The first set of posts this week focuses on two, vastly different dishes.  The chorizo-filled, bacon-wrapped dates were the biggest hit of the party and the marinated broccoli is in my regular rotation of healthy, easy, party food.

First, the marinated broccoli, recipe from the New York Times, available here:

1 1/2 t. red wine vinegar

1 t. kosher salt, more to taste

2 heads broccoli, 1 pound each, cut into bite-size florets

3/4 c. extra virgin olive oil — I use significantly less oil, maybe around 1/3 c.

4 large garlic cloves, minced

2 t. cumin seeds

2 t.  sesame oil, recipe recommends roasted

Large pinch crushed red pepper flakes

First, mix the vinegar and salt together in the bottom of a large bowl. Then add broccoli and toss to combine.

Next, heat the oil in a small skillet. When hot, but not smoking, add garlic and cumin seeds. Cook until fragrant, about one minute. Turn off the heat and stir in the sesame oil and red pepper flakes. Pour over broccoli. Stir and let sit at least an hour until serving. If you want to serve it more than two hours after making it, put in the refrigerator.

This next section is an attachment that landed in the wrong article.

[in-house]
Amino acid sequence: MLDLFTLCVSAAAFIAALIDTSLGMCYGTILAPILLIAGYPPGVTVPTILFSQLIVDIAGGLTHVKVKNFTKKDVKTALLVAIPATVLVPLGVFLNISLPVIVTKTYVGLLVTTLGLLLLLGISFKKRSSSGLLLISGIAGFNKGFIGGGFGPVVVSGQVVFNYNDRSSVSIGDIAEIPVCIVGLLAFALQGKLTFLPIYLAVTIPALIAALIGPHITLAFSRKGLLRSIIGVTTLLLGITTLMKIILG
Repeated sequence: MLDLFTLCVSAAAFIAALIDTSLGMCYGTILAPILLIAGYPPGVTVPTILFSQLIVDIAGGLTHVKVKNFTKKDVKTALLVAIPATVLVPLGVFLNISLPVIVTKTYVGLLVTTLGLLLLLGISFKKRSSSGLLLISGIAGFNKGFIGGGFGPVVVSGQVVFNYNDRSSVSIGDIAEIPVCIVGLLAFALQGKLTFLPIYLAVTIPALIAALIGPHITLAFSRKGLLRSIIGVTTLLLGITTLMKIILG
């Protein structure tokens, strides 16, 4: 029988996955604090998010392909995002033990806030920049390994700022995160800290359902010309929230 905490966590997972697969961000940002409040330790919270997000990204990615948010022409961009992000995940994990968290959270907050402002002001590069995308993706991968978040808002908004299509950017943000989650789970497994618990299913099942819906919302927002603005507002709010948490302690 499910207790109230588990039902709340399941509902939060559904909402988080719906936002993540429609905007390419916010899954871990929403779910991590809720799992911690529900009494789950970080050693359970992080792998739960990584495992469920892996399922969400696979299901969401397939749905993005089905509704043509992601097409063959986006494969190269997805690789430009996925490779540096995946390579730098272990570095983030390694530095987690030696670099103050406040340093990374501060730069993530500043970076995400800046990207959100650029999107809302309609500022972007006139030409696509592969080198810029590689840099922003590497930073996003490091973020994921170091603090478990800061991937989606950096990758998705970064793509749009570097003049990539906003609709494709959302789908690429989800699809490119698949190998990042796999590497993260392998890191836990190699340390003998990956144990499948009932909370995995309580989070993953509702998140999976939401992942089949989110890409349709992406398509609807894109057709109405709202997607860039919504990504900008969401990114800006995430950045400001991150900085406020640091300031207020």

The vinegar and salt work together to cook the broccoli a bit, so it loses its raw broccoli flavor by the time guests consume it. It comes out a vibrant green color, of which I do not have pictures. The result is a flavorful, healthy snack that counters much richer party food, like this……..

Chorizo-Filled Dates, from Epicurious:

4 oz. fresh chorizo sausage links, casings removed, coarsely crumbled

1 T. chopped Italian parsley (Italian = flat-leaf)

12 large Medjool dates

6 slices  bacon, cut crosswise in half

Cook chorizo in a small skillet over medium heat until browned and cooked through. Stir frequently to break up lumps. Drain off fat, transfer to a small bowl and add parsley.